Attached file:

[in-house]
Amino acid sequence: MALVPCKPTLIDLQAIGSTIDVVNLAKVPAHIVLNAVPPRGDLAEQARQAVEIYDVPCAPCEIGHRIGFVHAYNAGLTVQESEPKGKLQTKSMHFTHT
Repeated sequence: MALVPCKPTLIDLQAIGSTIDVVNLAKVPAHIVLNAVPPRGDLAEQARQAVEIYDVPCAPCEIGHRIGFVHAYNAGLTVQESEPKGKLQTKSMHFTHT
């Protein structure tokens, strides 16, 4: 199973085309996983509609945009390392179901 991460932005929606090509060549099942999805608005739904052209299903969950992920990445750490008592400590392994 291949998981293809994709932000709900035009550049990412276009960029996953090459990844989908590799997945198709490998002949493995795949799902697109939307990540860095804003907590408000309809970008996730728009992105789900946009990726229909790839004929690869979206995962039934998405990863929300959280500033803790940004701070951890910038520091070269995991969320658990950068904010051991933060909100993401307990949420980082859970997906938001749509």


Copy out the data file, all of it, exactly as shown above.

[in-house]
Amino acid sequence: MALVPCKPTLIDLQAIGSTIDVVNLAKVPAHIVLNAVPPRGDLAEQARQAVEIYDVPCAPCEIGHRIGFVHAYNAGLTVQESEPKGKLQTKSMHFTHT
Repeated sequence: MALVPCKPTLIDLQAIGSTIDVVNLAKVPAHIVLNAVPPRGDLAEQARQAVEIYDVPCAPCEIGHRIGFVHAYNAGLTVQESEPKGKLQTKSMHFTHT
């Protein structure tokens, strides 16, 4: 199973085309996983509609945009390392179901 991460932005929606090509060549099942999805608005739904052209299903969950992920990445750490008592400590392994 291949998981293809994709932000709900035009550049990412276009960029996953090459990844989908590799997945198709490998002949493995795949799902697109939307990540860095804003907590408000309809970008996730728009992105789900946009990726229909790839004929690869979206995962039934998405990863929300959280500033803790940004701070951890910038520091070269995991969320658990950068904010051991933060909100993401307990949420980082859970997906938001749509």